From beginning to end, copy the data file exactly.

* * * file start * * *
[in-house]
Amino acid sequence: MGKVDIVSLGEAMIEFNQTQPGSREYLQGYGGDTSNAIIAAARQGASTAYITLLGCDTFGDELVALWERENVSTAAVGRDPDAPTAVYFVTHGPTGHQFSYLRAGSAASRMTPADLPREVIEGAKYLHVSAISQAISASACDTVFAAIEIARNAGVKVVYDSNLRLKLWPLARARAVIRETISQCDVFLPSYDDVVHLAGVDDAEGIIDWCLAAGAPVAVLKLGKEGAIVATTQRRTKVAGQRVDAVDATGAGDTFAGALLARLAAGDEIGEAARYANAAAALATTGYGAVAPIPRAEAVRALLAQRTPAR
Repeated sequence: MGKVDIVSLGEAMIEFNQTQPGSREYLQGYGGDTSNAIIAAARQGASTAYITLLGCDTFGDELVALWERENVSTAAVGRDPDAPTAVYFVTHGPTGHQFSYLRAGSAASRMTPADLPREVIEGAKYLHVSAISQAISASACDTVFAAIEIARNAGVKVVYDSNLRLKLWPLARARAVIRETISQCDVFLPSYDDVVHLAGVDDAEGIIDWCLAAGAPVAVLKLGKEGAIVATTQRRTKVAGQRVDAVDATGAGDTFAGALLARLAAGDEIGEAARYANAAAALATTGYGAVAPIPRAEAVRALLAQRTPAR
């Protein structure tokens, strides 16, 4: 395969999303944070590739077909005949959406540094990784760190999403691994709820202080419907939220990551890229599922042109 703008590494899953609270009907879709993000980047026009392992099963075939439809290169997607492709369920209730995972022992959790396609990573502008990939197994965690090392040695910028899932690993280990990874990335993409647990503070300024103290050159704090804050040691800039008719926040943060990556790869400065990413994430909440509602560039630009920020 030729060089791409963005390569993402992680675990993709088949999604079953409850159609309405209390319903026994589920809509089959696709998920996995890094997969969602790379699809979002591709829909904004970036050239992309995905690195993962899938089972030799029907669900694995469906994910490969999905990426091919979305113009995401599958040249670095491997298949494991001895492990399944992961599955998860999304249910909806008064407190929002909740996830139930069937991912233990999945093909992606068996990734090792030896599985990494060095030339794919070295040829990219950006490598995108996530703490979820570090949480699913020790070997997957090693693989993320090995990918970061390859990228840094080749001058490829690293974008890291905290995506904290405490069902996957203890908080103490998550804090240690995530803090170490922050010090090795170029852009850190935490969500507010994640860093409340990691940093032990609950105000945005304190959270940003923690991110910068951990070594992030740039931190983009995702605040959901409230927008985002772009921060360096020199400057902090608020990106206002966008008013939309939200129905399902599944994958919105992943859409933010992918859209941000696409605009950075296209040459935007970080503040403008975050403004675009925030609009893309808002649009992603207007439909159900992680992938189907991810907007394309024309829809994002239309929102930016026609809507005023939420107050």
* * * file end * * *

[in-house]
Amino acid sequence: MGKVDIVSLGEAMIEFNQTQPGSREYLQGYGGDTSNAIIAAARQGASTAYITLLGCDTFGDELVALWERENVSTAAVGRDPDAPTAVYFVTHGPTGHQFSYLRAGSAASRMTPADLPREVIEGAKYLHVSAISQAISASACDTVFAAIEIARNAGVKVVYDSNLRLKLWPLARARAVIRETISQCDVFLPSYDDVVHLAGVDDAEGIIDWCLAAGAPVAVLKLGKEGAIVATTQRRTKVAGQRVDAVDATGAGDTFAGALLARLAAGDEIGEAARYANAAAALATTGYGAVAPIPRAEAVRALLAQRTPAR
Repeated sequence: MGKVDIVSLGEAMIEFNQTQPGSREYLQGYGGDTSNAIIAAARQGASTAYITLLGCDTFGDELVALWERENVSTAAVGRDPDAPTAVYFVTHGPTGHQFSYLRAGSAASRMTPADLPREVIEGAKYLHVSAISQAISASACDTVFAAIEIARNAGVKVVYDSNLRLKLWPLARARAVIRETISQCDVFLPSYDDVVHLAGVDDAEGIIDWCLAAGAPVAVLKLGKEGAIVATTQRRTKVAGQRVDAVDATGAGDTFAGALLARLAAGDEIGEAARYANAAAALATTGYGAVAPIPRAEAVRALLAQRTPAR
């Protein structure tokens, strides 16, 4: 395969999303944070590739077909005949959406540094990784760190999403691994709820202080419907939220990551890229599922042109 703008590494899953609270009907879709993000980047026009392992099963075939439809290169997607492709369920209730995972022992959790396609990573502008990939197994965690090392040695910028899932690993280990990874990335993409647990503070300024103290050159704090804050040691800039008719926040943060990556790869400065990413994430909440509602560039630009920020 030729060089791409963005390569993402992680675990993709088949999604079953409850159609309405209390319903026994589920809509089959696709998920996995890094997969969602790379699809979002591709829909904004970036050239992309995905690195993962899938089972030799029907669900694995469906994910490969999905990426091919979305113009995401599958040249670095491997298949494991001895492990399944992961599955998860999304249910909806008064407190929002909740996830139930069937991912233990999945093909992606068996990734090792030896599985990494060095030339794919070295040829990219950006490598995108996530703490979820570090949480699913020790070997997957090693693989993320090995990918970061390859990228840094080749001058490829690293974008890291905290995506904290405490069902996957203890908080103490998550804090240690995530803090170490922050010090090795170029852009850190935490969500507010994640860093409340990691940093032990609950105000945005304190959270940003923690991110910068951990070594992030740039931190983009995702605040959901409230927008985002772009921060360096020199400057902090608020990106206002966008008013939309939200129905399902599944994958919105992943859409933010992918859209941000696409605009950075296209040459935007970080503040403008975050403004675009925030609009893309808002649009992603207007439909159900992680992938189907991810907007394309024309829809994002239309929102930016026609809507005023939420107050």